But two things have changed.  First, the Mayor of San Diego is now the chief executive of San Diego City Government.  The Mayor gets to do stuff, and not just look the part of the big cheese, but be the big cheese.  The kind of big cheese that gets talked about for state-wide office, like mayor of San Francisco or mayor of LA.  As a result, ten thousand people* are running for Mayor.  Not only are they running for Mayor, but they're leaving their other jobs to run for Mayor.  Second, redistricting has come to the Congressional districts, and these new districts with new lines and borders change everything.  Darrel Issa, for instance, has to move back into the district he's represented for the past ten years.

So what does this all mean? The carousel has ended folks.  For the next year or so, everything will be in play to a degree.  Democratic districts will probably remain Democratic, and vice versa, but who holds these seats will be a crapshoot as more and more seats open up. Once epic contests, such as Filner v. Vargas I, II and III, are ending peaceably as Filner vacates his Congressional seat to run for Mayor.  Or not.  I don't know, you don't know, no one knows.  That is going to make things interesting for the next few years because the rules have changed.

*All numbers are approximate.

Run Women Run Names Francine Busby to Executive Director Position

Former Congressional Candidate and Cardiff school board member Francine Busby has been named executive director of Run Women Run, announced Michelle Burton, president of the organization. Run Women Run, started in 2008, is a non-partisan political action committee that inspires, recruits, trains and mentors pro-choice San Diego women who are seeking elected or appointed office.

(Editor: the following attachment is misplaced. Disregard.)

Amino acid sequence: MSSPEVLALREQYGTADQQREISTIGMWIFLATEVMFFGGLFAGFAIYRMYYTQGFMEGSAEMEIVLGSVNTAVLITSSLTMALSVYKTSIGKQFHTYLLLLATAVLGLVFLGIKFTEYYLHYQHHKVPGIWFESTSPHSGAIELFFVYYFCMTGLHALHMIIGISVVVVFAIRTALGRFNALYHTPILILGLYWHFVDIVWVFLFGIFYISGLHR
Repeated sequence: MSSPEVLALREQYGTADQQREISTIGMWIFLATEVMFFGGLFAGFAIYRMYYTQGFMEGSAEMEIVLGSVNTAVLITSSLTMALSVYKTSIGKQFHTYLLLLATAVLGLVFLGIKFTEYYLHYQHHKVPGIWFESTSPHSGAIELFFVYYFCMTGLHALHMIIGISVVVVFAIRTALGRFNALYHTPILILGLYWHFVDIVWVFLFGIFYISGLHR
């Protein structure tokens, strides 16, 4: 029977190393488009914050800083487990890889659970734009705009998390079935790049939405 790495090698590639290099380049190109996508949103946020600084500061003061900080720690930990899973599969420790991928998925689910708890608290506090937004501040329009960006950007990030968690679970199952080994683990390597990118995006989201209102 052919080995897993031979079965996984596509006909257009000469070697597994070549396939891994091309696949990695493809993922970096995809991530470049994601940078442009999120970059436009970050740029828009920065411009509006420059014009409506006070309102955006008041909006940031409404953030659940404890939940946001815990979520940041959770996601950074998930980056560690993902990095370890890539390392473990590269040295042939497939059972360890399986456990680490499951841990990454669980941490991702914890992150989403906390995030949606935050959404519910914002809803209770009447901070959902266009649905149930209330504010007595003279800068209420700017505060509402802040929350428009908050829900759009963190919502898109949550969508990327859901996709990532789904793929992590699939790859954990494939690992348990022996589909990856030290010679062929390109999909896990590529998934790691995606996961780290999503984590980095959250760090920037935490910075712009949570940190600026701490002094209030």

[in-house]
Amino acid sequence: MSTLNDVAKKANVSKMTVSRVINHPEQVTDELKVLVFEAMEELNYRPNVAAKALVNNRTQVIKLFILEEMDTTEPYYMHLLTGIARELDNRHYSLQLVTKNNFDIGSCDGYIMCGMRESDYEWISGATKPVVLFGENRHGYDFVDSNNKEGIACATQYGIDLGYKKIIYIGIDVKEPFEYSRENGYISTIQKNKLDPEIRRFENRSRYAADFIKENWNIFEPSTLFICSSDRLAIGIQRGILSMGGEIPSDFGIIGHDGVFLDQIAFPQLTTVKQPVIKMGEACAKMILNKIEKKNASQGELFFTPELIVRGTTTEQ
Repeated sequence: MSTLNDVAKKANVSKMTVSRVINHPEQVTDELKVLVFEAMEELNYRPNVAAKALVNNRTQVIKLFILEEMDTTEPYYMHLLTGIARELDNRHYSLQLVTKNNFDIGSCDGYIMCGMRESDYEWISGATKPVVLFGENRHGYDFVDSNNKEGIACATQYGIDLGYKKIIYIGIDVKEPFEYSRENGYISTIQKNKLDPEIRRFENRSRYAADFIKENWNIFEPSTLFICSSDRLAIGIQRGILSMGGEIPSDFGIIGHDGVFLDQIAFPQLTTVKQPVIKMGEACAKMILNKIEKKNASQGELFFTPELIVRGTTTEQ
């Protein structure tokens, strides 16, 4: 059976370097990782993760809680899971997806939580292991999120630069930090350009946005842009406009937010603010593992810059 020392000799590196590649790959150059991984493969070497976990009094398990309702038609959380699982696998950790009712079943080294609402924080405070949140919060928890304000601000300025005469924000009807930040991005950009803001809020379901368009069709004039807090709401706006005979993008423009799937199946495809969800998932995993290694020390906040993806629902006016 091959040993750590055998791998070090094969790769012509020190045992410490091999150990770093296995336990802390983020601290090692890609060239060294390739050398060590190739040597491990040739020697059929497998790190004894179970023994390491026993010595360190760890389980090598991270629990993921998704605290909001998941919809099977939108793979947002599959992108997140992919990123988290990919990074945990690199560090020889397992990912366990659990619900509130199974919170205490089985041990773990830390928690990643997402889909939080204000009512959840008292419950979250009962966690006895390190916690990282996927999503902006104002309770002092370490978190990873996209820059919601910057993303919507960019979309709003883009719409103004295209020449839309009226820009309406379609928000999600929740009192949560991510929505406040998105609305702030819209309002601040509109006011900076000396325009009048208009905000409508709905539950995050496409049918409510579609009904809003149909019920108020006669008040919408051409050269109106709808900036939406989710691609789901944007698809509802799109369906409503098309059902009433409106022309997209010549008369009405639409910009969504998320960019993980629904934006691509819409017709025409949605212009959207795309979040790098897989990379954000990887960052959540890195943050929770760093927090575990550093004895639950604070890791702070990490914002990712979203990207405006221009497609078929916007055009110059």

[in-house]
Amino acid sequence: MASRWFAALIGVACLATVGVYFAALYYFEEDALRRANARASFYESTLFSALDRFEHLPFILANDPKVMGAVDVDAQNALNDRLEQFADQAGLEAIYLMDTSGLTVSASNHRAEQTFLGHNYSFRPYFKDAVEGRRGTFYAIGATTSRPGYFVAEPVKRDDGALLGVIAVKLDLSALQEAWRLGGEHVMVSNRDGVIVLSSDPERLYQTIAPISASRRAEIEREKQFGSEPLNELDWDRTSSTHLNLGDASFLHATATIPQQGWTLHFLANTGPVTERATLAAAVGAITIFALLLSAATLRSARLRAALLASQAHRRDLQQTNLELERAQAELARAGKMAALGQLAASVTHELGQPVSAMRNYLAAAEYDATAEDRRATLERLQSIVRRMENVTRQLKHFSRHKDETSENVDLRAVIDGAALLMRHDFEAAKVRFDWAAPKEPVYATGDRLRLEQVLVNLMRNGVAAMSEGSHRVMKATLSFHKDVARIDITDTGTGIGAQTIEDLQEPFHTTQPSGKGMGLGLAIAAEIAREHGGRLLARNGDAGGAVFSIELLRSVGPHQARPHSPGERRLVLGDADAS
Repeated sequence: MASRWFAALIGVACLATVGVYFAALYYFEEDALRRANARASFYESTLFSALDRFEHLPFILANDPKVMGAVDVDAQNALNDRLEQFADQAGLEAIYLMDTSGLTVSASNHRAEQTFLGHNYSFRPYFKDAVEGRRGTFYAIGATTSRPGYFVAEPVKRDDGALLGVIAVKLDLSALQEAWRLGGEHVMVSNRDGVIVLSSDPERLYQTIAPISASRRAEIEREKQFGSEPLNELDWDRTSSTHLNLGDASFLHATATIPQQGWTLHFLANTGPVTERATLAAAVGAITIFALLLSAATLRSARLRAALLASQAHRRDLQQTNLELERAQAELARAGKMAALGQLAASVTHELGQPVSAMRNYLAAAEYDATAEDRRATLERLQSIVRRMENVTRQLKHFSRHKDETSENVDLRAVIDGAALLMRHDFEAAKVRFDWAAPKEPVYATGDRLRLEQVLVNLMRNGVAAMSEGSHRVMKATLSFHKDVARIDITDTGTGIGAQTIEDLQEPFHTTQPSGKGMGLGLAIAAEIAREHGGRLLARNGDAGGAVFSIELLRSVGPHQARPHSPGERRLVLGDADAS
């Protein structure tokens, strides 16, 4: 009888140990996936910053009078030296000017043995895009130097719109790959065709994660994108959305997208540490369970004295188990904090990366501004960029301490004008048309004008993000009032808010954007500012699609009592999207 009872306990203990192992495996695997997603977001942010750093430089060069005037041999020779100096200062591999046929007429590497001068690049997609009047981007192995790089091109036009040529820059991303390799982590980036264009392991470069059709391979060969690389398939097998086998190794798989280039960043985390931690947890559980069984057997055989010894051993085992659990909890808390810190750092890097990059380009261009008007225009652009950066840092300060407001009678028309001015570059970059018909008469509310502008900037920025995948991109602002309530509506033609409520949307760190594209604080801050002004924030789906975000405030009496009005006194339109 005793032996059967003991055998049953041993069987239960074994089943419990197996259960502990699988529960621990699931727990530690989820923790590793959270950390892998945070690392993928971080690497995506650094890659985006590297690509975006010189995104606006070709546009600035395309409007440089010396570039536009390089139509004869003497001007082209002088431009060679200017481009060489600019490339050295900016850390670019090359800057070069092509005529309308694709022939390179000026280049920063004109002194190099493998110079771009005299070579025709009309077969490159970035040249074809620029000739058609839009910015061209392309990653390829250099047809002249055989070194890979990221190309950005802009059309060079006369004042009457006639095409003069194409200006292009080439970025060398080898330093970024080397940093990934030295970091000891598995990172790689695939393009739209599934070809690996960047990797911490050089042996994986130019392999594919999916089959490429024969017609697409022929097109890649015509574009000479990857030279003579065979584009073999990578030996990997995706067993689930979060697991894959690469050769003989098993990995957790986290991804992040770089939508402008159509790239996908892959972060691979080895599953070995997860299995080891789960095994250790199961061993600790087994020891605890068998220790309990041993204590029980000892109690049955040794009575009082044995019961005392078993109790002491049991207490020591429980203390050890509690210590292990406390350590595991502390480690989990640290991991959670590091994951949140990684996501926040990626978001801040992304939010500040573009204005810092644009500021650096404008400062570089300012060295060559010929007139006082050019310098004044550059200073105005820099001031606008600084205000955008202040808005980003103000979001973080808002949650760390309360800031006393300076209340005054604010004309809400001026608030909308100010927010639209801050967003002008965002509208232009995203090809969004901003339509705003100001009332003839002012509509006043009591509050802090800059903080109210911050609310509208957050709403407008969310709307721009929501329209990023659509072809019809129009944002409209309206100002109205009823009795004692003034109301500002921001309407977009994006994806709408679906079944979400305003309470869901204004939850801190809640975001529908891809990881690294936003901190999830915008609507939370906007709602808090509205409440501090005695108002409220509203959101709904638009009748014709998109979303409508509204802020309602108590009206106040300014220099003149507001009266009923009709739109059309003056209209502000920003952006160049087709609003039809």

“We are excited that Francine has agreed to lead our organization as we approach an important election year,” said Burton. “National numbers indicate that women are still a minority in most state Legislatures, in Congress and as mayors of major cities.”

Busby, a long time advocate and mentor for girls and women, has served as an adjunct professor of Woman's Studies at California State University, San Marcos and as an elected member of the Cardiff School Board where she guided the district through a tumultuous transition involving critical personnel issues, multi-million dollar budgets, union negotiations and decisions that affected hundreds of families.

“While women are certainly not monolithic, women legislators are more likely than their male counter parts to support policies and laws related to the education, protection of reproductive rights and other issues impacting women and children,” said Busby.

Busby has mentored women in offices from school board and city council to state Assembly and Congress. She has also worked closely with Emily's List, the California List, California Women Lead, the National Organization for Women, National Women’s Political Caucus, Emerge, Planned Parenthood and other organizations that support women in leadership and elected office.

While raising her family, Busby served on governing boards of numerous community organizations including serving as the founding president of the Casa Teresa Central Guild in Orange County, as president of the Cardiff Education Foundation and as a Girl Scout troop leader.